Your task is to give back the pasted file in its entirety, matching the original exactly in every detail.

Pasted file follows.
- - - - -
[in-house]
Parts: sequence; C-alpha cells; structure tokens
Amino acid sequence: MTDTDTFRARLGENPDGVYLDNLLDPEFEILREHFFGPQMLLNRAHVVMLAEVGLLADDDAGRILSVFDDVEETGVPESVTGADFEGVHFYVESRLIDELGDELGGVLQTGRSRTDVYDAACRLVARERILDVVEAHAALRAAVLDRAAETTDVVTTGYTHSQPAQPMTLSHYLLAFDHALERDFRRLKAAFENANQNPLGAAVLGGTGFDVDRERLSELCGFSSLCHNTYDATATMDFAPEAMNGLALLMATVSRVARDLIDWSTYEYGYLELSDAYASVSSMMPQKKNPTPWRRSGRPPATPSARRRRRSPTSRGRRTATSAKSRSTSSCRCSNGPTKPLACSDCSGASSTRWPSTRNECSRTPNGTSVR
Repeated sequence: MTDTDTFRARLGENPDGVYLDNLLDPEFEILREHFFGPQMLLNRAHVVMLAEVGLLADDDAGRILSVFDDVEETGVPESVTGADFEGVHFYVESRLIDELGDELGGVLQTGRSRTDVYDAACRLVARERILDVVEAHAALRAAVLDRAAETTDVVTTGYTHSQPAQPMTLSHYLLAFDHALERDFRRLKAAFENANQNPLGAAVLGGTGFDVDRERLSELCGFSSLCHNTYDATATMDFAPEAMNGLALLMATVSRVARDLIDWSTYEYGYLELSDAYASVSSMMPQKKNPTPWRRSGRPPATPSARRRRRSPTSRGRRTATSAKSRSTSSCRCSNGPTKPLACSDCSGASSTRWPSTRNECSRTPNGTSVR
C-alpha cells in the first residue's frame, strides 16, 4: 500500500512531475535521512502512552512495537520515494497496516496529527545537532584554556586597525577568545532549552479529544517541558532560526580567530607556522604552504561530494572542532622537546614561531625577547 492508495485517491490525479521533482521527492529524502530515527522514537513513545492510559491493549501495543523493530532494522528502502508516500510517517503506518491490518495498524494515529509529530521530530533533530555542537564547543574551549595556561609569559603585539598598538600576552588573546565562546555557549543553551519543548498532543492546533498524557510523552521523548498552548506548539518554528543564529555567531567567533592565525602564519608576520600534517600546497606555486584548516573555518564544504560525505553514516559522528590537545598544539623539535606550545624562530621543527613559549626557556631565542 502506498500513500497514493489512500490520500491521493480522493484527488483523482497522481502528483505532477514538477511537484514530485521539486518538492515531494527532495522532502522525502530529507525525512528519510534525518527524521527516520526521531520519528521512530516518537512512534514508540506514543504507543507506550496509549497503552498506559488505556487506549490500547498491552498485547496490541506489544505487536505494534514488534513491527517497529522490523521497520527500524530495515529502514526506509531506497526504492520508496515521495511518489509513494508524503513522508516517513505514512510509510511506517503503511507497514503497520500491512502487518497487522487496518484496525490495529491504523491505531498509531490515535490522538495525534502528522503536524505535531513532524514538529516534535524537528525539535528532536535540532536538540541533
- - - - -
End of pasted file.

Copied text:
[in-house]
Parts: sequence; C-alpha cells; structure tokens
Amino acid sequence: MTDTDTFRARLGENPDGVYLDNLLDPEFEILREHFFGPQMLLNRAHVVMLAEVGLLADDDAGRILSVFDDVEETGVPESVTGADFEGVHFYVESRLIDELGDELGGVLQTGRSRTDVYDAACRLVARERILDVVEAHAALRAAVLDRAAETTDVVTTGYTHSQPAQPMTLSHYLLAFDHALERDFRRLKAAFENANQNPLGAAVLGGTGFDVDRERLSELCGFSSLCHNTYDATATMDFAPEAMNGLALLMATVSRVARDLIDWSTYEYGYLELSDAYASVSSMMPQKKNPTPWRRSGRPPATPSARRRRRSPTSRGRRTATSAKSRSTSSCRCSNGPTKPLACSDCSGASSTRWPSTRNECSRTPNGTSVR
Repeated sequence: MTDTDTFRARLGENPDGVYLDNLLDPEFEILREHFFGPQMLLNRAHVVMLAEVGLLADDDAGRILSVFDDVEETGVPESVTGADFEGVHFYVESRLIDELGDELGGVLQTGRSRTDVYDAACRLVARERILDVVEAHAALRAAVLDRAAETTDVVTTGYTHSQPAQPMTLSHYLLAFDHALERDFRRLKAAFENANQNPLGAAVLGGTGFDVDRERLSELCGFSSLCHNTYDATATMDFAPEAMNGLALLMATVSRVARDLIDWSTYEYGYLELSDAYASVSSMMPQKKNPTPWRRSGRPPATPSARRRRRSPTSRGRRTATSAKSRSTSSCRCSNGPTKPLACSDCSGASSTRWPSTRNECSRTPNGTSVR
C-alpha cells in the first residue's frame, strides 16, 4: 500500500512531475535521512502512552512495537520515494497496516496529527545537532584554556586597525577568545532549552479529544517541558532560526580567530607556522604552504561530494572542532622537546614561531625577547 492508495485517491490525479521533482521527492529524502530515527522514537513513545492510559491493549501495543523493530532494522528502502508516500510517517503506518491490518495498524494515529509529530521530530533533530555542537564547543574551549595556561609569559603585539598598538600576552588573546565562546555557549543553551519543548498532543492546533498524557510523552521523548498552548506548539518554528543564529555567531567567533592565525602564519608576520600534517600546497606555486584548516573555518564544504560525505553514516559522528590537545598544539623539535606550545624562530621543527613559549626557556631565542 502506498500513500497514493489512500490520500491521493480522493484527488483523482497522481502528483505532477514538477511537484514530485521539486518538492515531494527532495522532502522525502530529507525525512528519510534525518527524521527516520526521531520519528521512530516518537512512534514508540506514543504507543507506550496509549497503552498506559488505556487506549490500547498491552498485547496490541506489544505487536505494534514488534513491527517497529522490523521497520527500524530495515529502514526506509531506497526504492520508496515521495511518489509513494508524503513522508516517513505514512510509510511506517503503511507497514503497520500491512502487518497487522487496518484496525490495529491504523491505531498509531490515535490522538495525534502528522503536524505535531513532524514538529516534535524537528525539535528532536535540532536538540541533